Financial Independence Starts with Defining Your Relationship to Money
Whether you live from paycheck to paycheck or skimp and save without ever treating yourself, you need to take a good look at the relationship you have with money before you can become financially independent.
We all have a deep-seated attitude towards money: how much we want to make, how to spend it, and how much we need to save for a rainy day. But we also have been exposed to how our parents or other family members handled money. We may remember not having enough money when we were kids. Sometimes you don't realize what might be causing you to react to certain activities having to do with finances.
For example, both my husband and I grew up in families that, today, would be considered middle to lower-middle income. We weren't starving, but there wasn't money for trips to Six Flags or Disneyland.
My mother grew up during the Great Depression. She had a tendency to do absolutely everything on the cheap and require that I do without things my friends had - like store-bought clothing that was in fashion.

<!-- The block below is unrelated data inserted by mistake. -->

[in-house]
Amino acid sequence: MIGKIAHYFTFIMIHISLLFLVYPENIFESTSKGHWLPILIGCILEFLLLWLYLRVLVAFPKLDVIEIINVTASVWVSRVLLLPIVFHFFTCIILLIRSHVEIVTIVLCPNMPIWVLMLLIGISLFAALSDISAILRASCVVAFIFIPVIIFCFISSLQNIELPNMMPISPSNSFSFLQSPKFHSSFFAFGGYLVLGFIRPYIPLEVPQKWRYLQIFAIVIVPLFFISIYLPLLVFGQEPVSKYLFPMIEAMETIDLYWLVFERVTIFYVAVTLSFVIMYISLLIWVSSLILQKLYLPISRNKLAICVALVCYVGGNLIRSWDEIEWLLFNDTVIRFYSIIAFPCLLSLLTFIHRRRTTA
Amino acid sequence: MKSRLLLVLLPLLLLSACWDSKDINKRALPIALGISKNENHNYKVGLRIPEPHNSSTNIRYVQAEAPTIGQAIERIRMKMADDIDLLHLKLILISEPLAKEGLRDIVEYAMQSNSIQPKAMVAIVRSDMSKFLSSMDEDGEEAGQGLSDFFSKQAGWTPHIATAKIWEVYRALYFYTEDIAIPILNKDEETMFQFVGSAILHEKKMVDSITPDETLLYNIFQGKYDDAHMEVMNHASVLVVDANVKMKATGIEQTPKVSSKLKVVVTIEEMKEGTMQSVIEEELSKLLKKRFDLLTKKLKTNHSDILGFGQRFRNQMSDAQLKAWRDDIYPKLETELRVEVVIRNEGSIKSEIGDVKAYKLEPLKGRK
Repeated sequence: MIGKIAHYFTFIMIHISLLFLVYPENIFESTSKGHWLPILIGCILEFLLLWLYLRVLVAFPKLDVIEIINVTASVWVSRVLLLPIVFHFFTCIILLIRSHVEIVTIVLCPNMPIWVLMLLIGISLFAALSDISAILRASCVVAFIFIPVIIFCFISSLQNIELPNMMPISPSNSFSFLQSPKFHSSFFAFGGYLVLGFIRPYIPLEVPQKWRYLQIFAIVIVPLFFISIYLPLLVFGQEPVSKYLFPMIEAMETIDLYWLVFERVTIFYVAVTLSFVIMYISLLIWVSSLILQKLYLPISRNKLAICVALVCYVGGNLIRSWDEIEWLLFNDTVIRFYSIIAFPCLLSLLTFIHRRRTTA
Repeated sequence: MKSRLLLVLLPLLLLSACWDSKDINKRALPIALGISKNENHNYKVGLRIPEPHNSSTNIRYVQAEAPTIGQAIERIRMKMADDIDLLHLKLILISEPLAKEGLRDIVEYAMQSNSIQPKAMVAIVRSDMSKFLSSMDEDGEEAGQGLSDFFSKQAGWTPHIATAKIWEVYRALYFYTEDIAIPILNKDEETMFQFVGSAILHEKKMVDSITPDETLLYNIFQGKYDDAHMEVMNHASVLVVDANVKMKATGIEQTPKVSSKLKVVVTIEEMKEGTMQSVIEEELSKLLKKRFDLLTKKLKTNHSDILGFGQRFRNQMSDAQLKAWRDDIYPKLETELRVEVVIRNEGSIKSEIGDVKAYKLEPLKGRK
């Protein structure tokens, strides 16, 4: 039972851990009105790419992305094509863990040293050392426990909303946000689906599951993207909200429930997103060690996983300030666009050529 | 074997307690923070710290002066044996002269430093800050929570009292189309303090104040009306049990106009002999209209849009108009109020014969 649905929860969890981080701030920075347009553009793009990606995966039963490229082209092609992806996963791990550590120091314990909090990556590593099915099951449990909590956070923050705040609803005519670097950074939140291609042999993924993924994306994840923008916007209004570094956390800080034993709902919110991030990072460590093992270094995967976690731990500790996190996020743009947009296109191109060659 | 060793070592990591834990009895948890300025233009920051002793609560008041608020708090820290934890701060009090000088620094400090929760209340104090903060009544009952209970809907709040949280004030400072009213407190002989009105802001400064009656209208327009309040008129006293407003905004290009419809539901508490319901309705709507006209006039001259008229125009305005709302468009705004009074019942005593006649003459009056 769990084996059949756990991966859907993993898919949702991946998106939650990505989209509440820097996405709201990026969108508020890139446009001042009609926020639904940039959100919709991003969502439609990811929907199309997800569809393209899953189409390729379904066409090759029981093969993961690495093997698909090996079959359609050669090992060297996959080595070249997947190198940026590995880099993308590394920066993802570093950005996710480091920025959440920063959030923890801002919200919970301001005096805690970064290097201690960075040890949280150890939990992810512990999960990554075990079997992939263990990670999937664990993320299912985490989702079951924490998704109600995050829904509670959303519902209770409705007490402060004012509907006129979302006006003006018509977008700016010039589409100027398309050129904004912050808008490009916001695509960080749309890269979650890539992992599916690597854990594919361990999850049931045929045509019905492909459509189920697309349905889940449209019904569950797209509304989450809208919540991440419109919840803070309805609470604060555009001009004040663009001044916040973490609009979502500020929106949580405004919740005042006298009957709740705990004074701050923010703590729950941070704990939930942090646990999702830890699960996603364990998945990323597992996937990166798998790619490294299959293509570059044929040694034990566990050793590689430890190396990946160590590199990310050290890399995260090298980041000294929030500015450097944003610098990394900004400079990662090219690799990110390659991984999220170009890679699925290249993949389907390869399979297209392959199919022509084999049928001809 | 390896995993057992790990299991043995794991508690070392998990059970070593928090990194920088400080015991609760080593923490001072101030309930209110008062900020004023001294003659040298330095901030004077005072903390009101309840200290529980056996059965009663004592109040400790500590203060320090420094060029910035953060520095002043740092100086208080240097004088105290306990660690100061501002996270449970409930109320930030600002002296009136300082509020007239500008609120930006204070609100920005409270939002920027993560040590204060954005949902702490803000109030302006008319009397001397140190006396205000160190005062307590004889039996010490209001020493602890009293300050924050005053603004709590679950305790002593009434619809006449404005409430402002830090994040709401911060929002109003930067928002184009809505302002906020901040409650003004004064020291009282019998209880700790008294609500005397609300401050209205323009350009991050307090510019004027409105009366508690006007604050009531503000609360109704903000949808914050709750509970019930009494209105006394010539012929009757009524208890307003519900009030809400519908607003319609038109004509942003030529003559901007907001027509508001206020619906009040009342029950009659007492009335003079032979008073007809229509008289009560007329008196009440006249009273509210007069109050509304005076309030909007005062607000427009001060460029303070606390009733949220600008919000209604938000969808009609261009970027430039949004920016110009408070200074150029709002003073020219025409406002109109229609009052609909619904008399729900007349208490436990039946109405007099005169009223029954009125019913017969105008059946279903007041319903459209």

Now, I tend to want to hang onto the money I have, and I think I learned a lot from not getting the things of the moment. But I also deny myself things when I could handily afford them.
My husband, on the other hand, is not profligate with money, but I notice that when things get tight and I start talking about eating out less or saving money on entertainment, that is the very moment he discovers ways to continue eating out or buying gadgets. It's like he resents feeling like he did as a kid, when eating out was a big treat for a family of 8.
We have credit card debt that we struggle to get rid of because it seems like we suddenly need to take a trip. Or we visit family but he wants to get a hotel room instead of stay with a family member.
I have come to the point in my life when I don't really need or want more things. He is not acquisitive, but the things he does want are not cheap. So we muddle along.
On the other hand, he has the maximum amount taken out of his paycheck for the 401K. We don't ever see that money, so we don't miss it. As a result, we have a nice nest-egg that we might not have had just through saving money in a bank.
What is your relationship with money? What is in your past that still effects the way you run your finances? You may be surprised that Mom, Dad, or Uncle Russ still reverberates in your head whenever you pay your bills or buy something on Amazon.